Although the downlisting represents a milestone for the manatee, the agency underscored that important challenges still remain to ensuring the species’ long-term future throughout its range. As such, FWS biologists emphasized that the downlisting will not diminish any existing federal protections that will continue to play a vital role in the recovery of the species. The manatee will also continue to be protected under the Marine Mammal Protection Act.
Final Decision - as published in Federal Register -or Downbload PDF
Questions and Answers (HTML) - PDF Version
USGS Status and Threats analysis for the Florida manatee (Trichechus manatus latirostis), 2016
Project Consultations: Florida ES Offices
Florida project planners have new tool for ESA consultation preps
The Florida Ecological Services field offices developed a short checklist and companion guidance document to assist consultants, permit applicants and action agencies in assembling complete consultation requests. These documents can help avoid delays in initiating an ESA consultation. The checklist helps you and our staff quickly identify whether all necessary components of a complete request are included.
For details checkout our Landowner-Consultants Tools page for these and other useful tolls and information..
Threatened and Endangered Species: Habitat Conservation
USFWS and NOAA Update Habitat Conservation Planning Handbook
The U.S. Fish and Wildlife Service and the National Oceanographic and Atmospheric Administration’s National Marine Fisheries Service (Services) have jointly revised the 1996 Habitat Conservation Planning (HCP) Handbook. The HCP program has evolved substantially over the past 30 years, and requires updated guidance for those developing, reviewing, and implementing HCPs.
The goals of the revised Handbook are to: (1) provide clear, consistent, and updated guidance concerning HCP planning and implementation for Services’ staff; (2) streamline and create efficiencies in the HCP development and permitting processes, (3) provide greater conservation benefits to listed species, (4) inspire conservation possibilities associated with HCPs that contribute to listed species recovery, resiliency, and responses to climate change, (5) improve compliance and effectiveness monitoring, and (6) create a user-friendly, living document.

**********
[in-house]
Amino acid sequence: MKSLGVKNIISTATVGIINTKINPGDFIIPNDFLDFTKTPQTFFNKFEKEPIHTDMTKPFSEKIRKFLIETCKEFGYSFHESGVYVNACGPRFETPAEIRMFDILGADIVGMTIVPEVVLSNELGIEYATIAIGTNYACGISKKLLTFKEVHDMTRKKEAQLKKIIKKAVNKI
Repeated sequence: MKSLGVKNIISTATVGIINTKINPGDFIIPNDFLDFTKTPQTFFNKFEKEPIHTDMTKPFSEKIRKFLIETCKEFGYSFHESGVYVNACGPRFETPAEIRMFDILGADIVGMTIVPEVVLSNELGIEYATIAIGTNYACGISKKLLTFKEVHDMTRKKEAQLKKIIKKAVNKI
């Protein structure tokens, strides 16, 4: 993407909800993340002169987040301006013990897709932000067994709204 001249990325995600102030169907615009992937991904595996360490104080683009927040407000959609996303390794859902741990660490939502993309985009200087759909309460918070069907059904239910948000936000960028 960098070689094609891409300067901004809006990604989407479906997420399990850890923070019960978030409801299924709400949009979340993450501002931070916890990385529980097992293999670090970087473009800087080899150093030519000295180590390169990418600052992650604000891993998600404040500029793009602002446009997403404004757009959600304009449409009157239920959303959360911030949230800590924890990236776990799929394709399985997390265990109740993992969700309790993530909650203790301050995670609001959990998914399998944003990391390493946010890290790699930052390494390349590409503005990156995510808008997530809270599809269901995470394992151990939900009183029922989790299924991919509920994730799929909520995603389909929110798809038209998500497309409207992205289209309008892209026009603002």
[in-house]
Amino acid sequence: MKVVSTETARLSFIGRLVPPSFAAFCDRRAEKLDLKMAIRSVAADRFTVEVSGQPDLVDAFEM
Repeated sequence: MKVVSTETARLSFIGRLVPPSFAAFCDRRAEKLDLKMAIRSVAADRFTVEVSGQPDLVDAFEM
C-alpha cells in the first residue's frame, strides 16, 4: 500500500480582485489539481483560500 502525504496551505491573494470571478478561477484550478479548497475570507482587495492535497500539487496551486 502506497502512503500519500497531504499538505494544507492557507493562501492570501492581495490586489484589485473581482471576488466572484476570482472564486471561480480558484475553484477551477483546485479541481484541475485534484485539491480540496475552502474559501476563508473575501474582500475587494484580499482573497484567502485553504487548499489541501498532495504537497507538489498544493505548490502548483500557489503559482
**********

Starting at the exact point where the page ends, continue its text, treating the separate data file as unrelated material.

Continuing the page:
Notable differences between the 1996 and revised HCP Handbook include the following:
- Reorganizes the HCP Handbook to follow the steps necessary for Services’ staff to assist applicants in the development of their HCP, processing the incidental take permit application, and conducting compliance and effectiveness monitoring;
- Emphasizes concurrent consideration and development of environmental compliance documents(e.g.: National Environmental Policy Act , National Historic Preservation Act, Endangered Species Act intra-service section 7 consultation);
- Clarifies the HCP planning process and key concepts;
- Incorporates climate change considerations throughout the HCP planning process.
Go here for more details.
Federal Register Notice
Federal Docket FWS-HQ-ES-2016-0004 for this action @ regulations.gov
USFWS/NOAA 2016 revised Habitat Conservation Planning Handbook - PDF -
Threatened and Endangered Species: ESA Petitioning Processes Revised
Improvements to Petitioning Process under Endangered Species Act Promotes Coordination, Transparency; Ensures Robust Scientific Review
The Endangered Species Act (ESA) is the backbone of conservation efforts for America’s most imperiled plants and animals. It has helped prevent the extinctions of hundreds of species of plants and animals and promoted recovery efforts that have ensured future generations live in a world with bald eagles, American alligators and Steller sea lions. Beginning in 2011, the Obama administration has prioritized efforts to revise regulations and policies to make the ESA more effective, more transparent and easier to implement.
As part of that endeavor, the U.S. Fish and Wildlife Service and NOAA Fisheries (together, the Services) – the agencies that implement the ESA – have improved the process by which species are petitioned for listing, delisting or reclassification under the ESA. The regulations also describe the process by which a petitioner may request revisions to critical habitat designations under the ESA. The revised ESA petition regulations will help ensure more complete and robust petitions that will lead to more effective conservation, greater involvement by state wildlife agencies, and provide greater transparency to the public.